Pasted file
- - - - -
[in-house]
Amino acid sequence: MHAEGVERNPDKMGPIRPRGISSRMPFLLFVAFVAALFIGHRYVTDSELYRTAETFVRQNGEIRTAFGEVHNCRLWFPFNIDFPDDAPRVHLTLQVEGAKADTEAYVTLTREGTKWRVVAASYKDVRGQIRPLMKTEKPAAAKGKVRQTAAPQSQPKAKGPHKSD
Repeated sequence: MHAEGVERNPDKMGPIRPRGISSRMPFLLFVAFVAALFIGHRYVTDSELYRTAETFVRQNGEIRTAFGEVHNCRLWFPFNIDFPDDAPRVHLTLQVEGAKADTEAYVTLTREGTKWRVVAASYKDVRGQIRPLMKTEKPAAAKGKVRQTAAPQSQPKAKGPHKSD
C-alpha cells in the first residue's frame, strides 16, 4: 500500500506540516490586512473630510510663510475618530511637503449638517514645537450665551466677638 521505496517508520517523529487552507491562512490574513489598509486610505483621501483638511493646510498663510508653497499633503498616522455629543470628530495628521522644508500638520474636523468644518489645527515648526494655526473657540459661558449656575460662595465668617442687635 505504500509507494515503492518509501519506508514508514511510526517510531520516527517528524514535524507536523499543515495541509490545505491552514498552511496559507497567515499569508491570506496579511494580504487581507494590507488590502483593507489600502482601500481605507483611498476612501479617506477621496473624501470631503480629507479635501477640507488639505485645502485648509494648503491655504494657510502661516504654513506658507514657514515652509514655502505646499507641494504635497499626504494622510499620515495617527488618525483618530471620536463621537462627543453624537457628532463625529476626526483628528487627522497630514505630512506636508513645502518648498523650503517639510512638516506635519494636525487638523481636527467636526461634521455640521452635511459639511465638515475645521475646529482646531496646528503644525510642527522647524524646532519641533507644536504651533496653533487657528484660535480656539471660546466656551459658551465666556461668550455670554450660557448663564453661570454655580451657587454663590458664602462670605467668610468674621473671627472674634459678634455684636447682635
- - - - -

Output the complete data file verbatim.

[in-house]
Amino acid sequence: MHAEGVERNPDKMGPIRPRGISSRMPFLLFVAFVAALFIGHRYVTDSELYRTAETFVRQNGEIRTAFGEVHNCRLWFPFNIDFPDDAPRVHLTLQVEGAKADTEAYVTLTREGTKWRVVAASYKDVRGQIRPLMKTEKPAAAKGKVRQTAAPQSQPKAKGPHKSD
Repeated sequence: MHAEGVERNPDKMGPIRPRGISSRMPFLLFVAFVAALFIGHRYVTDSELYRTAETFVRQNGEIRTAFGEVHNCRLWFPFNIDFPDDAPRVHLTLQVEGAKADTEAYVTLTREGTKWRVVAASYKDVRGQIRPLMKTEKPAAAKGKVRQTAAPQSQPKAKGPHKSD
C-alpha cells in the first residue's frame, strides 16, 4: 500500500506540516490586512473630510510663510475618530511637503449638517514645537450665551466677638 521505496517508520517523529487552507491562512490574513489598509486610505483621501483638511493646510498663510508653497499633503498616522455629543470628530495628521522644508500638520474636523468644518489645527515648526494655526473657540459661558449656575460662595465668617442687635 505504500509507494515503492518509501519506508514508514511510526517510531520516527517528524514535524507536523499543515495541509490545505491552514498552511496559507497567515499569508491570506496579511494580504487581507494590507488590502483593507489600502482601500481605507483611498476612501479617506477621496473624501470631503480629507479635501477640507488639505485645502485648509494648503491655504494657510502661516504654513506658507514657514515652509514655502505646499507641494504635497499626504494622510499620515495617527488618525483618530471620536463621537462627543453624537457628532463625529476626526483628528487627522497630514505630512506636508513645502518648498523650503517639510512638516506635519494636525487638523481636527467636526461634521455640521452635511459639511465638515475645521475646529482646531496646528503644525510642527522647524524646532519641533507644536504651533496653533487657528484660535480656539471660546466656551459658551465666556461668550455670554450660557448663564453661570454655580451657587454663590458664602462670605467668610468674621473671627472674634459678634455684636447682635